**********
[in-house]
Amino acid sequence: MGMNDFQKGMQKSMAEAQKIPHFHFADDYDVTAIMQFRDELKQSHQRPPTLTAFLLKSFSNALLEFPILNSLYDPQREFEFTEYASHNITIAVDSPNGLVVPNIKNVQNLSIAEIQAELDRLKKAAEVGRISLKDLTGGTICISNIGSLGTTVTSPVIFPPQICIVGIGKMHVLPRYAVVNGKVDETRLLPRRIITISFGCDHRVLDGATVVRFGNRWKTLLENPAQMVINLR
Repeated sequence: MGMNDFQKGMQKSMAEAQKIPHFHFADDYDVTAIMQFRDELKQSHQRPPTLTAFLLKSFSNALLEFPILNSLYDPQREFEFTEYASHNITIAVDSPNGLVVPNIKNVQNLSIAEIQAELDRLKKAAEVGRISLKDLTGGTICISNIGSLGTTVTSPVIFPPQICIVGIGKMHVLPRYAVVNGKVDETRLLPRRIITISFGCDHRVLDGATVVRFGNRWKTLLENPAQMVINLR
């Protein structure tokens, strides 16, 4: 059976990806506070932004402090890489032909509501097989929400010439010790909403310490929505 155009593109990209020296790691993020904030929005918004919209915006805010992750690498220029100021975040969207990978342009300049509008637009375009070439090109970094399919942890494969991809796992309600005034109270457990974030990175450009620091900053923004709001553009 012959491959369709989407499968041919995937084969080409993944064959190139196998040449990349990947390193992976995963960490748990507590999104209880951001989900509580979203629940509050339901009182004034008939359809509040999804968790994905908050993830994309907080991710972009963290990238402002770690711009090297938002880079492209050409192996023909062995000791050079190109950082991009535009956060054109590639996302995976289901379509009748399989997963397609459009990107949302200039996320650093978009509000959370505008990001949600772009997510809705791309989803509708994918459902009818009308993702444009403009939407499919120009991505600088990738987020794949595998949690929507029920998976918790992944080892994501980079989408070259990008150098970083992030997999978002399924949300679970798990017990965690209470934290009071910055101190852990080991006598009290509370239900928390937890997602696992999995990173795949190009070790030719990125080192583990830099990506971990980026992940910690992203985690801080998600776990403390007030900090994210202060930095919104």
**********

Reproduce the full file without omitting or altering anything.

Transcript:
[in-house]
Amino acid sequence: MGMNDFQKGMQKSMAEAQKIPHFHFADDYDVTAIMQFRDELKQSHQRPPTLTAFLLKSFSNALLEFPILNSLYDPQREFEFTEYASHNITIAVDSPNGLVVPNIKNVQNLSIAEIQAELDRLKKAAEVGRISLKDLTGGTICISNIGSLGTTVTSPVIFPPQICIVGIGKMHVLPRYAVVNGKVDETRLLPRRIITISFGCDHRVLDGATVVRFGNRWKTLLENPAQMVINLR
Repeated sequence: MGMNDFQKGMQKSMAEAQKIPHFHFADDYDVTAIMQFRDELKQSHQRPPTLTAFLLKSFSNALLEFPILNSLYDPQREFEFTEYASHNITIAVDSPNGLVVPNIKNVQNLSIAEIQAELDRLKKAAEVGRISLKDLTGGTICISNIGSLGTTVTSPVIFPPQICIVGIGKMHVLPRYAVVNGKVDETRLLPRRIITISFGCDHRVLDGATVVRFGNRWKTLLENPAQMVINLR
């Protein structure tokens, strides 16, 4: 059976990806506070932004402090890489032909509501097989929400010439010790909403310490929505 155009593109990209020296790691993020904030929005918004919209915006805010992750690498220029100021975040969207990978342009300049509008637009375009070439090109970094399919942890494969991809796992309600005034109270457990974030990175450009620091900053923004709001553009 012959491959369709989407499968041919995937084969080409993944064959190139196998040449990349990947390193992976995963960490748990507590999104209880951001989900509580979203629940509050339901009182004034008939359809509040999804968790994905908050993830994309907080991710972009963290990238402002770690711009090297938002880079492209050409192996023909062995000791050079190109950082991009535009956060054109590639996302995976289901379509009748399989997963397609459009990107949302200039996320650093978009509000959370505008990001949600772009997510809705791309989803509708994918459902009818009308993702444009403009939407499919120009991505600088990738987020794949595998949690929507029920998976918790992944080892994501980079989408070259990008150098970083992030997999978002399924949300679970798990017990965690209470934290009071910055101190852990080991006598009290509370239900928390937890997602696992999995990173795949190009070790030719990125080192583990830099990506971990980026992940910690992203985690801080998600776990403390007030900090994210202060930095919104």